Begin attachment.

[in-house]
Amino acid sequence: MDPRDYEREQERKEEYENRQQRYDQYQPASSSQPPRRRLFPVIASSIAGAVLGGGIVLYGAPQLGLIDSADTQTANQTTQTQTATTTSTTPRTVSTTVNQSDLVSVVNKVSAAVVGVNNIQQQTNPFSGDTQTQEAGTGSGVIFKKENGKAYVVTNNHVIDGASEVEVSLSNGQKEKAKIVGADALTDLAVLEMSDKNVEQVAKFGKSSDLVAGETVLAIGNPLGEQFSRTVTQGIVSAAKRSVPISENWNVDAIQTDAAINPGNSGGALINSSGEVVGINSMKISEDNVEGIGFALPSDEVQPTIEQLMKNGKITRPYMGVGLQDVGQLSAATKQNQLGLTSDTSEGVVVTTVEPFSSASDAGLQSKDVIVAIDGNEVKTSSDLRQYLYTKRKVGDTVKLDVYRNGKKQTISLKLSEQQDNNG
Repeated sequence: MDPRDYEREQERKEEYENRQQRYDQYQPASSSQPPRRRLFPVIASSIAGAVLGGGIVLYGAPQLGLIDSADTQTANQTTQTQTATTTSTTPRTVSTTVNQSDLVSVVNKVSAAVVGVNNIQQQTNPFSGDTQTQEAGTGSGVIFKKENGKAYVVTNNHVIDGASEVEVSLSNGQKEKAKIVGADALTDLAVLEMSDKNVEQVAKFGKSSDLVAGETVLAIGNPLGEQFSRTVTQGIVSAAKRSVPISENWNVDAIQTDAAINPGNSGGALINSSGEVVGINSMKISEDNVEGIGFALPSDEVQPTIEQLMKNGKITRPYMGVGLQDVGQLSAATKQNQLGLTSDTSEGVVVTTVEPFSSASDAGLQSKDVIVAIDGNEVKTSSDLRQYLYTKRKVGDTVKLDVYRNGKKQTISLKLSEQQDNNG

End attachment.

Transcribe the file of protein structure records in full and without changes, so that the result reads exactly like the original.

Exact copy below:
[in-house]
Amino acid sequence: MDPRDYEREQERKEEYENRQQRYDQYQPASSSQPPRRRLFPVIASSIAGAVLGGGIVLYGAPQLGLIDSADTQTANQTTQTQTATTTSTTPRTVSTTVNQSDLVSVVNKVSAAVVGVNNIQQQTNPFSGDTQTQEAGTGSGVIFKKENGKAYVVTNNHVIDGASEVEVSLSNGQKEKAKIVGADALTDLAVLEMSDKNVEQVAKFGKSSDLVAGETVLAIGNPLGEQFSRTVTQGIVSAAKRSVPISENWNVDAIQTDAAINPGNSGGALINSSGEVVGINSMKISEDNVEGIGFALPSDEVQPTIEQLMKNGKITRPYMGVGLQDVGQLSAATKQNQLGLTSDTSEGVVVTTVEPFSSASDAGLQSKDVIVAIDGNEVKTSSDLRQYLYTKRKVGDTVKLDVYRNGKKQTISLKLSEQQDNNG
Repeated sequence: MDPRDYEREQERKEEYENRQQRYDQYQPASSSQPPRRRLFPVIASSIAGAVLGGGIVLYGAPQLGLIDSADTQTANQTTQTQTATTTSTTPRTVSTTVNQSDLVSVVNKVSAAVVGVNNIQQQTNPFSGDTQTQEAGTGSGVIFKKENGKAYVVTNNHVIDGASEVEVSLSNGQKEKAKIVGADALTDLAVLEMSDKNVEQVAKFGKSSDLVAGETVLAIGNPLGEQFSRTVTQGIVSAAKRSVPISENWNVDAIQTDAAINPGNSGGALINSSGEVVGINSMKISEDNVEGIGFALPSDEVQPTIEQLMKNGKITRPYMGVGLQDVGQLSAATKQNQLGLTSDTSEGVVVTTVEPFSSASDAGLQSKDVIVAIDGNEVKTSSDLRQYLYTKRKVGDTVKLDVYRNGKKQTISLKLSEQQDNNG